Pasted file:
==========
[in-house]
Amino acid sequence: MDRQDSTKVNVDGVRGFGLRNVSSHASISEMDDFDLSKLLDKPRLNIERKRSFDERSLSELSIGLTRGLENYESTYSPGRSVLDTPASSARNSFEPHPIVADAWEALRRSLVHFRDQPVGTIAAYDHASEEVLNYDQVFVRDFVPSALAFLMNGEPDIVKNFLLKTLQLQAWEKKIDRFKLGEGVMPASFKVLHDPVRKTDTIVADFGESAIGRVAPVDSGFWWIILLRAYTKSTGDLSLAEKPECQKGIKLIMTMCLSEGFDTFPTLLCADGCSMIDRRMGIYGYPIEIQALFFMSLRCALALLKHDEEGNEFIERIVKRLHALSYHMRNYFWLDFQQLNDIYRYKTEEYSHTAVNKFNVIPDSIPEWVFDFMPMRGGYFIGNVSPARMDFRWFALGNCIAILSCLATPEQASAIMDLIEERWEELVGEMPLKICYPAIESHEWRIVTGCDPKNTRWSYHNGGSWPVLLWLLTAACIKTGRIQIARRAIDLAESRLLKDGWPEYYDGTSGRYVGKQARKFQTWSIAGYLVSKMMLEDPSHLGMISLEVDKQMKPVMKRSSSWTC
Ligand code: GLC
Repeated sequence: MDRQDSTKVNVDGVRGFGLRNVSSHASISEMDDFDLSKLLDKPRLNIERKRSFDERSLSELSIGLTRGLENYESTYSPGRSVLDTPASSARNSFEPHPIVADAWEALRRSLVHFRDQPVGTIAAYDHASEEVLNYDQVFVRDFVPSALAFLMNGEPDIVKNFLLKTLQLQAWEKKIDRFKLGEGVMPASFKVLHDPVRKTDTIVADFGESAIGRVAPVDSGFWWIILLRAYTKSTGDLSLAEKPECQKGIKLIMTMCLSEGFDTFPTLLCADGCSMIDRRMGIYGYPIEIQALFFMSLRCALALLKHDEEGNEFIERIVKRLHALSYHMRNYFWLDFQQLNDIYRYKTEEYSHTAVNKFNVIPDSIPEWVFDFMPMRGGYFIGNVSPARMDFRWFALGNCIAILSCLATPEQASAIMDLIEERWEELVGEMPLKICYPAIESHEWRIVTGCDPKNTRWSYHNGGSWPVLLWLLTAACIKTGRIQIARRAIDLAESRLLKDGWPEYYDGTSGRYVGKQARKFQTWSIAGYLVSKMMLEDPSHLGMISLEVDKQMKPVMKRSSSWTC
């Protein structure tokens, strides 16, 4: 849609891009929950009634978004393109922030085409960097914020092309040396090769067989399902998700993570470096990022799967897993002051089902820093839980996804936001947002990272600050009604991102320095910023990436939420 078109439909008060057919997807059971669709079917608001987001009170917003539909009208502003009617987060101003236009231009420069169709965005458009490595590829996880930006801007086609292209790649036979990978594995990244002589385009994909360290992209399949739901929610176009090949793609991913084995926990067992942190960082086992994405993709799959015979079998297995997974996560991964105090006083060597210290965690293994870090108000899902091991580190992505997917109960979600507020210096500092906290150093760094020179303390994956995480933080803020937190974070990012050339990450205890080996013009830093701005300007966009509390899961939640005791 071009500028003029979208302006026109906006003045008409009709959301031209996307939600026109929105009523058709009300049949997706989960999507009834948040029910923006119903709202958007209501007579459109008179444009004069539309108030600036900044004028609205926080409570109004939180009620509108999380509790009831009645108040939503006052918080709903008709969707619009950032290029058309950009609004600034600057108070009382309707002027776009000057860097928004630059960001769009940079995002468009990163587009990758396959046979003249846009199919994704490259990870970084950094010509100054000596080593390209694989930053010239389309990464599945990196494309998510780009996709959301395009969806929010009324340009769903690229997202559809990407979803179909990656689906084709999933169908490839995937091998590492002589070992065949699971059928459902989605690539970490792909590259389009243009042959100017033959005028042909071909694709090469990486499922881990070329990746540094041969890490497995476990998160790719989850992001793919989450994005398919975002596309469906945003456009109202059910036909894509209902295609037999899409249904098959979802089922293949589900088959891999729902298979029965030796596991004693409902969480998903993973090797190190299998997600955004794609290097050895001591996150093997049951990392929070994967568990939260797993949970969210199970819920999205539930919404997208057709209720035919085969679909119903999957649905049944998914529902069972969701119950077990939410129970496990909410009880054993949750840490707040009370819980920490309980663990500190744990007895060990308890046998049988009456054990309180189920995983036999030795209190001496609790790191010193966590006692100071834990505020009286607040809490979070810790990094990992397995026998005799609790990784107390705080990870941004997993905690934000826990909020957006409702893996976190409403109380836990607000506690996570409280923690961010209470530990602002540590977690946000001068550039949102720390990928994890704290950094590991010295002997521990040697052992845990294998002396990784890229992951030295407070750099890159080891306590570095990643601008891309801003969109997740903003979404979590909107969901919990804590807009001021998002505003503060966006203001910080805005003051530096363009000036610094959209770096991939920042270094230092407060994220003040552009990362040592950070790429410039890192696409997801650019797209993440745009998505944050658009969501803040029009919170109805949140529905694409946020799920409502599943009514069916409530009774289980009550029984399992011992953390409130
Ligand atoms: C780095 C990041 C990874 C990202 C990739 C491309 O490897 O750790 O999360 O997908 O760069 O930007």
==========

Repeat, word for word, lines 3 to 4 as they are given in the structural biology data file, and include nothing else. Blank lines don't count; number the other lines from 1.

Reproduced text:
Ligand code: GLC
Repeated sequence: MDRQDSTKVNVDGVRGFGLRNVSSHASISEMDDFDLSKLLDKPRLNIERKRSFDERSLSELSIGLTRGLENYESTYSPGRSVLDTPASSARNSFEPHPIVADAWEALRRSLVHFRDQPVGTIAAYDHASEEVLNYDQVFVRDFVPSALAFLMNGEPDIVKNFLLKTLQLQAWEKKIDRFKLGEGVMPASFKVLHDPVRKTDTIVADFGESAIGRVAPVDSGFWWIILLRAYTKSTGDLSLAEKPECQKGIKLIMTMCLSEGFDTFPTLLCADGCSMIDRRMGIYGYPIEIQALFFMSLRCALALLKHDEEGNEFIERIVKRLHALSYHMRNYFWLDFQQLNDIYRYKTEEYSHTAVNKFNVIPDSIPEWVFDFMPMRGGYFIGNVSPARMDFRWFALGNCIAILSCLATPEQASAIMDLIEERWEELVGEMPLKICYPAIESHEWRIVTGCDPKNTRWSYHNGGSWPVLLWLLTAACIKTGRIQIARRAIDLAESRLLKDGWPEYYDGTSGRYVGKQARKFQTWSIAGYLVSKMMLEDPSHLGMISLEVDKQMKPVMKRSSSWTC